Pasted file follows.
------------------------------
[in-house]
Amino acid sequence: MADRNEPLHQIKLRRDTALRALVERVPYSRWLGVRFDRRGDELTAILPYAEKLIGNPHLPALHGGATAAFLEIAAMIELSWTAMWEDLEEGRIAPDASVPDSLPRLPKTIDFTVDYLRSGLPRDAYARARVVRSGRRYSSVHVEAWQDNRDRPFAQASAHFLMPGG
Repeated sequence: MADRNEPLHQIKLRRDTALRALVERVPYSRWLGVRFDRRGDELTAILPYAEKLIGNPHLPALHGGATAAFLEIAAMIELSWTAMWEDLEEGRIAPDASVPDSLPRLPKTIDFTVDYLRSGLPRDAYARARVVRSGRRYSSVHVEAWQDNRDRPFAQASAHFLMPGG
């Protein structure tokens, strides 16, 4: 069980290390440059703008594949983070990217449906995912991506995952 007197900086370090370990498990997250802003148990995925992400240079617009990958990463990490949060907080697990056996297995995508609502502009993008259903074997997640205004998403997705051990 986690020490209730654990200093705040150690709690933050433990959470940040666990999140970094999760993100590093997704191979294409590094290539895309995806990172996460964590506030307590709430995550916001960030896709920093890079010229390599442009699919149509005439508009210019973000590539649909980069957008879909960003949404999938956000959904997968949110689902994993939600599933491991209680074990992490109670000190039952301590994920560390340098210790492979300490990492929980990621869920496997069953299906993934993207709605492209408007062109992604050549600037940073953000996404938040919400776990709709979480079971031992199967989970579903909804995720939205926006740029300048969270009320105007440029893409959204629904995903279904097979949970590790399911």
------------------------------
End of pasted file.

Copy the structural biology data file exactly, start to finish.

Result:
[in-house]
Amino acid sequence: MADRNEPLHQIKLRRDTALRALVERVPYSRWLGVRFDRRGDELTAILPYAEKLIGNPHLPALHGGATAAFLEIAAMIELSWTAMWEDLEEGRIAPDASVPDSLPRLPKTIDFTVDYLRSGLPRDAYARARVVRSGRRYSSVHVEAWQDNRDRPFAQASAHFLMPGG
Repeated sequence: MADRNEPLHQIKLRRDTALRALVERVPYSRWLGVRFDRRGDELTAILPYAEKLIGNPHLPALHGGATAAFLEIAAMIELSWTAMWEDLEEGRIAPDASVPDSLPRLPKTIDFTVDYLRSGLPRDAYARARVVRSGRRYSSVHVEAWQDNRDRPFAQASAHFLMPGG
């Protein structure tokens, strides 16, 4: 069980290390440059703008594949983070990217449906995912991506995952 007197900086370090370990498990997250802003148990995925992400240079617009990958990463990490949060907080697990056996297995995508609502502009993008259903074997997640205004998403997705051990 986690020490209730654990200093705040150690709690933050433990959470940040666990999140970094999760993100590093997704191979294409590094290539895309995806990172996460964590506030307590709430995550916001960030896709920093890079010229390599442009699919149509005439508009210019973000590539649909980069957008879909960003949404999938956000959904997968949110689902994993939600599933491991209680074990992490109670000190039952301590994920560390340098210790492979300490990492929980990621869920496997069953299906993934993207709605492209408007062109992604050549600037940073953000996404938040919400776990709709979480079971031992199967989970579903909804995720939205926006740029300048969270009320105007440029893409959204629904995903279904097979949970590790399911």